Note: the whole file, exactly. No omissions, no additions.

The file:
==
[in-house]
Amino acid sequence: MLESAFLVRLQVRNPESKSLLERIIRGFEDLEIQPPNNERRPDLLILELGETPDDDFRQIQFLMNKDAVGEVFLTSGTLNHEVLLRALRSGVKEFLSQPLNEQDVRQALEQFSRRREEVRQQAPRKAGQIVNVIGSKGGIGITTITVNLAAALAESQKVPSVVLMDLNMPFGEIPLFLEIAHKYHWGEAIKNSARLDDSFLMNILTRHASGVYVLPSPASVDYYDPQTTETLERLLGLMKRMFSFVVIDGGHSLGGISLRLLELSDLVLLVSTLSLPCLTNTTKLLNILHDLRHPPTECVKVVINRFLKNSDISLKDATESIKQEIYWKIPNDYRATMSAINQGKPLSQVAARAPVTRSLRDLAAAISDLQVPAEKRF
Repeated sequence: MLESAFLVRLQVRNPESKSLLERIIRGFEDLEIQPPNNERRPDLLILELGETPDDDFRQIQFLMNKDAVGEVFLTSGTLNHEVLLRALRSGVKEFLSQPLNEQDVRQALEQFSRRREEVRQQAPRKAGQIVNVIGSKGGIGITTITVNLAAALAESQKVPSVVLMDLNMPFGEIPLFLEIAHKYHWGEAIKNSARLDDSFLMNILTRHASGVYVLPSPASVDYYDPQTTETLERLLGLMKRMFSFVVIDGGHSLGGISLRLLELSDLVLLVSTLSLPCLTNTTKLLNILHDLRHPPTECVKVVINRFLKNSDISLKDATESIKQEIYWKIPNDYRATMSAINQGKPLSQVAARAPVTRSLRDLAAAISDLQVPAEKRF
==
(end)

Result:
[in-house]
Amino acid sequence: MLESAFLVRLQVRNPESKSLLERIIRGFEDLEIQPPNNERRPDLLILELGETPDDDFRQIQFLMNKDAVGEVFLTSGTLNHEVLLRALRSGVKEFLSQPLNEQDVRQALEQFSRRREEVRQQAPRKAGQIVNVIGSKGGIGITTITVNLAAALAESQKVPSVVLMDLNMPFGEIPLFLEIAHKYHWGEAIKNSARLDDSFLMNILTRHASGVYVLPSPASVDYYDPQTTETLERLLGLMKRMFSFVVIDGGHSLGGISLRLLELSDLVLLVSTLSLPCLTNTTKLLNILHDLRHPPTECVKVVINRFLKNSDISLKDATESIKQEIYWKIPNDYRATMSAINQGKPLSQVAARAPVTRSLRDLAAAISDLQVPAEKRF
Repeated sequence: MLESAFLVRLQVRNPESKSLLERIIRGFEDLEIQPPNNERRPDLLILELGETPDDDFRQIQFLMNKDAVGEVFLTSGTLNHEVLLRALRSGVKEFLSQPLNEQDVRQALEQFSRRREEVRQQAPRKAGQIVNVIGSKGGIGITTITVNLAAALAESQKVPSVVLMDLNMPFGEIPLFLEIAHKYHWGEAIKNSARLDDSFLMNILTRHASGVYVLPSPASVDYYDPQTTETLERLLGLMKRMFSFVVIDGGHSLGGISLRLLELSDLVLLVSTLSLPCLTNTTKLLNILHDLRHPPTECVKVVINRFLKNSDISLKDATESIKQEIYWKIPNDYRATMSAINQGKPLSQVAARAPVTRSLRDLAAAISDLQVPAEKRF